An HR representative with data analytics experience, for example, can hone their skills to take on more specialized tasks. This can consist of taking a class to gain more knowledge or attending a virtual conference to learn about industry-specific technology.

Upskilling staff can help your business stay on top of industry trends and pivot in an ever-changing digital landscape.

What is reskilling?

Reskilling involves learning new skills to move on to a new role within a company. It’s also a cost-effective alternative to hiring new employees.

For example, an electrician may have excellent planning and job estimation skills. The organization could choose to reskill that worker to an estimation position instead of hiring someone from the outside.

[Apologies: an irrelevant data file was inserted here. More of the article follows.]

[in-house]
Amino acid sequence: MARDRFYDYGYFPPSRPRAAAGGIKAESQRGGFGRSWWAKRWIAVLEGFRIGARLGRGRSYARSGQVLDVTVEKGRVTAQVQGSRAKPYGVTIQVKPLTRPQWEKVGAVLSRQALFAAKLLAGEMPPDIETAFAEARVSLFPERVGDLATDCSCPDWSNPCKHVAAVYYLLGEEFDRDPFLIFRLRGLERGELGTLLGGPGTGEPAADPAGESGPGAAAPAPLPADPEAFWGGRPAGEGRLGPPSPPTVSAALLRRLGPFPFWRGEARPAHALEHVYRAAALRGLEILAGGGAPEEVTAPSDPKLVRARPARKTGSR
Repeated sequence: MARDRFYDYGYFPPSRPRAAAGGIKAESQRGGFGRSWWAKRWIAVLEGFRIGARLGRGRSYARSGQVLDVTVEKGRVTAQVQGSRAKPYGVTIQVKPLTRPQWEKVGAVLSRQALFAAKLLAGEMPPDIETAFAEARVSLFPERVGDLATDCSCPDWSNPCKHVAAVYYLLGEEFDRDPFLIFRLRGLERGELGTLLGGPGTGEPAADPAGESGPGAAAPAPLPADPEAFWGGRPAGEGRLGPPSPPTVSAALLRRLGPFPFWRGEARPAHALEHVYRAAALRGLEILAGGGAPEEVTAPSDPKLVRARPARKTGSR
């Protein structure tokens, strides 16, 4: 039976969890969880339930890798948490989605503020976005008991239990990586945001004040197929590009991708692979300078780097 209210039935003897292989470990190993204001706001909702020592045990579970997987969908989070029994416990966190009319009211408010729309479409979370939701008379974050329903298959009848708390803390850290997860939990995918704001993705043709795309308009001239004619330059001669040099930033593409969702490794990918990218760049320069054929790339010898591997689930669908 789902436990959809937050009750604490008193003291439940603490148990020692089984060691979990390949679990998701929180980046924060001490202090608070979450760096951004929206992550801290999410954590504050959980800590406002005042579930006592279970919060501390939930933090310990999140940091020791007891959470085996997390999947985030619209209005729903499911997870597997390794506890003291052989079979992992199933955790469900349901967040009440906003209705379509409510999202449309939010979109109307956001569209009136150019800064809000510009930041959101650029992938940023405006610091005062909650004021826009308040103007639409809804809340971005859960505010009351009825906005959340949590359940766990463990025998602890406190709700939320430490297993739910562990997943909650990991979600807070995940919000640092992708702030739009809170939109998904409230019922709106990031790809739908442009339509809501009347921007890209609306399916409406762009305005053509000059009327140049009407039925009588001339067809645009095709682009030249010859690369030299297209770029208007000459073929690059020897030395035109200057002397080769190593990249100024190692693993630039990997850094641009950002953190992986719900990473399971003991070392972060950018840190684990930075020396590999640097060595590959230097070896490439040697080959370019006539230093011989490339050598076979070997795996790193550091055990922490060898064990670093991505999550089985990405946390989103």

Or an employer could reskill a production assembler to work as a maintenance technician. The new role may require taking a series of training courses and completing certain safety classes or certifications.

Upskilling and reskilling employees are efficient ways to retain a workforce. Both provide opportunities to help workers grow and advance skills. Learn how to upskill and reskill staff with the following steps.

How to upskill manufacturing workers

It’s important to have a clear plan before upskilling manufacturing workers:

Step 1: Assess current skills.

It’s crucial to map employees’ current skills. This data will serve as the baseline for measuring employee progress.

A great way to outline worker skills is through a skills matrix, which digitizes and helps accurately track skills across your organization. This can help identify any skills gaps that exist in current departments.

skills matrix

Step 2: Access skills needed for the future.